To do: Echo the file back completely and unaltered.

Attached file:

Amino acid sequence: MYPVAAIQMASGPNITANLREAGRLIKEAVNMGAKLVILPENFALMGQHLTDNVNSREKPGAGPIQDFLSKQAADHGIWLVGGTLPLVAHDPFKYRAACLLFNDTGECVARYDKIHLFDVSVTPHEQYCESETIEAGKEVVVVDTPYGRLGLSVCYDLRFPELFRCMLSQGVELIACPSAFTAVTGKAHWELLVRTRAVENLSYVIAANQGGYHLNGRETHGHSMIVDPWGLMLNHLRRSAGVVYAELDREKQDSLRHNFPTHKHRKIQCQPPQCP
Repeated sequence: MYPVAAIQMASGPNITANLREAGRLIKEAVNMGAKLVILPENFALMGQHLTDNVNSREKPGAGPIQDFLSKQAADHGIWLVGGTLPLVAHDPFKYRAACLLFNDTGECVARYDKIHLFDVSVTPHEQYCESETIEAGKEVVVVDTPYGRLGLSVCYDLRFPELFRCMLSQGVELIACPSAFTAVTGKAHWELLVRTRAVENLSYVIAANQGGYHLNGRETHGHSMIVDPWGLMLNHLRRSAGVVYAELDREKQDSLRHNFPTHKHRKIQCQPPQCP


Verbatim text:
Amino acid sequence: MYPVAAIQMASGPNITANLREAGRLIKEAVNMGAKLVILPENFALMGQHLTDNVNSREKPGAGPIQDFLSKQAADHGIWLVGGTLPLVAHDPFKYRAACLLFNDTGECVARYDKIHLFDVSVTPHEQYCESETIEAGKEVVVVDTPYGRLGLSVCYDLRFPELFRCMLSQGVELIACPSAFTAVTGKAHWELLVRTRAVENLSYVIAANQGGYHLNGRETHGHSMIVDPWGLMLNHLRRSAGVVYAELDREKQDSLRHNFPTHKHRKIQCQPPQCP
Repeated sequence: MYPVAAIQMASGPNITANLREAGRLIKEAVNMGAKLVILPENFALMGQHLTDNVNSREKPGAGPIQDFLSKQAADHGIWLVGGTLPLVAHDPFKYRAACLLFNDTGECVARYDKIHLFDVSVTPHEQYCESETIEAGKEVVVVDTPYGRLGLSVCYDLRFPELFRCMLSQGVELIACPSAFTAVTGKAHWELLVRTRAVENLSYVIAANQGGYHLNGRETHGHSMIVDPWGLMLNHLRRSAGVVYAELDREKQDSLRHNFPTHKHRKIQCQPPQCP